Ultimately, despite the additional documents we submitted, out of 13, only one in our team was granted a visa. This time, the decision for our appeals were no longer the same for everyone. Mine was Your intention to leave the territory of the Member States before the expiry of the visa could not be ascertained.
Should we decide to make another appeal, it would now be lodged to the High Court of Justice in Spain, which did not pursue because of the following:
- It takes time (1 to 2 months), which we don’t really have right now.
- It is costly because we would need to hire a lawyer to do this (professional fee, application fees, authorization fees, etc.).
- Mostly, it has no guarantees.
WHERE DID I GO WRONG
Unlike with Poland where applying for a business visa focuses on your sponsor’s capability to fund your travel to and from their country, there are more documents required when applying via Spain even if it’s for a business trip. If Poland doesn’t require your personal financial statements and income tax return (ITR), Spain does and showing proof of your sponsoring company’s capability to fund your travel to and from Spain isn’t enough. You still need to present documents proving your sustenance in their country.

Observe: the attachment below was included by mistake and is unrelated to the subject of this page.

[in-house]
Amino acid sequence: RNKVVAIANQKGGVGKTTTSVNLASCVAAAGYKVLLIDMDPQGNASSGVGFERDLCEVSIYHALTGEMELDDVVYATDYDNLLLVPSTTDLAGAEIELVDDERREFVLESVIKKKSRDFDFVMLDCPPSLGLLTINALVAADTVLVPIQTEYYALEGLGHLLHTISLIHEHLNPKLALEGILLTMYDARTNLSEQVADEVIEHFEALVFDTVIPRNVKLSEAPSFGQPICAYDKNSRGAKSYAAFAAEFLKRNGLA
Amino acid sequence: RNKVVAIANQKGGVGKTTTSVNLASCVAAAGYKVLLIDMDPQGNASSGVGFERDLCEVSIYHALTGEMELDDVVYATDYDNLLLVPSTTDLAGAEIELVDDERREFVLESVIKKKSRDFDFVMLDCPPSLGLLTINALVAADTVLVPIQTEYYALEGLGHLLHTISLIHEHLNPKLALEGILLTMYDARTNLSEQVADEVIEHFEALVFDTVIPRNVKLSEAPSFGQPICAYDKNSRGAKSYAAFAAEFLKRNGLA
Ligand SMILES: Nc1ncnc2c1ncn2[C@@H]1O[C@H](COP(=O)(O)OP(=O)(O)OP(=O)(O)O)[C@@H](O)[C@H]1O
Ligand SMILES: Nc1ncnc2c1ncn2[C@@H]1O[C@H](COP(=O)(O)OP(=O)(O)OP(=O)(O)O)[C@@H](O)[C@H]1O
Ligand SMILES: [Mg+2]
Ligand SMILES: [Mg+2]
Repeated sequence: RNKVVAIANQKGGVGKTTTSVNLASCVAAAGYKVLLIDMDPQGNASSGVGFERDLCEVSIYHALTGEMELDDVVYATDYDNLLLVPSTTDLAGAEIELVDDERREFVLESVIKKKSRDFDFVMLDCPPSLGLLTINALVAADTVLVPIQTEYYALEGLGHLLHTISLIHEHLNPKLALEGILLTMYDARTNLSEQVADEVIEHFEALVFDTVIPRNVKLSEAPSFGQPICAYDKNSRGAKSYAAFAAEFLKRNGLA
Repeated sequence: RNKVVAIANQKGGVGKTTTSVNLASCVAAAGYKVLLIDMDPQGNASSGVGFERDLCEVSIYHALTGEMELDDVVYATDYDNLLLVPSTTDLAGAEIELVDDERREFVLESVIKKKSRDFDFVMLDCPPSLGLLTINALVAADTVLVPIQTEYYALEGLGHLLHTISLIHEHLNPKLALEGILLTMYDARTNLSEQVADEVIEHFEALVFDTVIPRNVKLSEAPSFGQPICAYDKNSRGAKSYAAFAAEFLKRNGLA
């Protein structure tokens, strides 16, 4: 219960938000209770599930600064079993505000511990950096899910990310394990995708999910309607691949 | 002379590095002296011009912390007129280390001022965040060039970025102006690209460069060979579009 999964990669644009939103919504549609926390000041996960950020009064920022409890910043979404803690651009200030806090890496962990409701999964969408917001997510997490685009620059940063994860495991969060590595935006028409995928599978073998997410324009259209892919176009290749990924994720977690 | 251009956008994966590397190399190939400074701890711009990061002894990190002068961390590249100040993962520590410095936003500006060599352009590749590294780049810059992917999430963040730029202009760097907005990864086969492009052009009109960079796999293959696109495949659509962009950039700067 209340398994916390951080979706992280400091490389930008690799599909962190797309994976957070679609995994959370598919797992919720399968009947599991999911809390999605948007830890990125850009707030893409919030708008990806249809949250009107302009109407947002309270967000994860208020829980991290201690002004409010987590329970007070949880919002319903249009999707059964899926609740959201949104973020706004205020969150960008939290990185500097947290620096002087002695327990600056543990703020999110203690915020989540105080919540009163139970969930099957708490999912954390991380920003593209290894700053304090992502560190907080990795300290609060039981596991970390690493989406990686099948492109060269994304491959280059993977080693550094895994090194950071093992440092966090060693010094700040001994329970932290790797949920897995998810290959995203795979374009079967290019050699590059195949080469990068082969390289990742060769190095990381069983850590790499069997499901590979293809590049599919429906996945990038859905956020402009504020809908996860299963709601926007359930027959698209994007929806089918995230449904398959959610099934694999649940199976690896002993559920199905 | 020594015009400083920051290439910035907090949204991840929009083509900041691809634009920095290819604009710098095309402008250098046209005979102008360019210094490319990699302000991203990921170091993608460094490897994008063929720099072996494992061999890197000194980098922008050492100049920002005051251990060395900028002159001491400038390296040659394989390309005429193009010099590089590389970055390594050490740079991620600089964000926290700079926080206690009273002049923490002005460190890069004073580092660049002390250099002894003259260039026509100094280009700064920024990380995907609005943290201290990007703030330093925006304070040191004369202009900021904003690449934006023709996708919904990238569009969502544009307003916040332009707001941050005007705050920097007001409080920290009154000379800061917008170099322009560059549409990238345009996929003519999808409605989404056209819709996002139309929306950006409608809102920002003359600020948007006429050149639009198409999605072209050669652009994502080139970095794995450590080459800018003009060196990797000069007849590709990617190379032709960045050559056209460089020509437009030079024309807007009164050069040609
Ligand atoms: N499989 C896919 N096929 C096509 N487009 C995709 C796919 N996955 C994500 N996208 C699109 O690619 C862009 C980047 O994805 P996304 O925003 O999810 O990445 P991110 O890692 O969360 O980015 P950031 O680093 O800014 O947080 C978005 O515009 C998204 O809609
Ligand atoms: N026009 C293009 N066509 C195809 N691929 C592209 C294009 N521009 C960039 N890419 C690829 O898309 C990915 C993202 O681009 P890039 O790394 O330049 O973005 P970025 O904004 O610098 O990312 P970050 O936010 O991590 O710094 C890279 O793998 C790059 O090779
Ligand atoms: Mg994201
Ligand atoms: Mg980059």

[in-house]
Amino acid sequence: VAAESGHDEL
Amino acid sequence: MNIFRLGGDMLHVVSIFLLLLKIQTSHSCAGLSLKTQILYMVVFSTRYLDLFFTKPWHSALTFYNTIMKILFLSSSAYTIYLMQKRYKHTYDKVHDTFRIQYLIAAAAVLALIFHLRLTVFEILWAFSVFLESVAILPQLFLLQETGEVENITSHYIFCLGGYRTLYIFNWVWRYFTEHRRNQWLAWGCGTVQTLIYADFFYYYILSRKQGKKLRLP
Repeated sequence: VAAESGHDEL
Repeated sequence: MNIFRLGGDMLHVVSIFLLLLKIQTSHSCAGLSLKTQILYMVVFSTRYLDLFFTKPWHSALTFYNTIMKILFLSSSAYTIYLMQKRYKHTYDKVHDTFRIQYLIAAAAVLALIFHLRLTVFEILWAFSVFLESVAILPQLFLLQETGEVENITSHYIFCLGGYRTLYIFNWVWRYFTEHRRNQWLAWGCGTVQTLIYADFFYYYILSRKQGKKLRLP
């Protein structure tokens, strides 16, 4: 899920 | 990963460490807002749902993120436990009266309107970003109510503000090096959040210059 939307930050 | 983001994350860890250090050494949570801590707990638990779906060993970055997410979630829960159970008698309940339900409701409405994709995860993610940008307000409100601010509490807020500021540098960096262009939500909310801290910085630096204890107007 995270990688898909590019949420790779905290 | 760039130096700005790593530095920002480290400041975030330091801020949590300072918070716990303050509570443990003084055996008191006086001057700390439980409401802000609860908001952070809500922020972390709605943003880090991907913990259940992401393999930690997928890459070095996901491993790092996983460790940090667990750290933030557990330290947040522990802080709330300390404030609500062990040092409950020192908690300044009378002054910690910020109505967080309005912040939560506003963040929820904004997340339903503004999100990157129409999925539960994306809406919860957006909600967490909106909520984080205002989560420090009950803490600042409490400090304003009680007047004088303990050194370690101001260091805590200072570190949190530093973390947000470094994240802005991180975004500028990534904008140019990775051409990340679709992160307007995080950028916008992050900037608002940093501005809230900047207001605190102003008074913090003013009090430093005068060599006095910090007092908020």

The reasons the consulate gave were too generic and wasn’t explained in detail. It’s up to you, I guess, to figure out where you could have gone wrong with your application and an encouragement to do better on your next attempt.
Your intention to leave the territory of the Member States before the expiry of the visa could not be ascertained.
Upon further research, I found out that one plausible explanation for this reason is if you declare on your application that you are a freelancer, which I did, then all the more reason why you MUST be able to present an ITR, which I failed to do. This is my biggest mistake, assuming that the requirements are the same for all Schengen countries and gloating over my hassle-free experience in getting a Schengen visa before. Next year, I’ll do better.
I should be in Barcelona right now eating tapas, drinking beer, and sharing stories with these amazing people.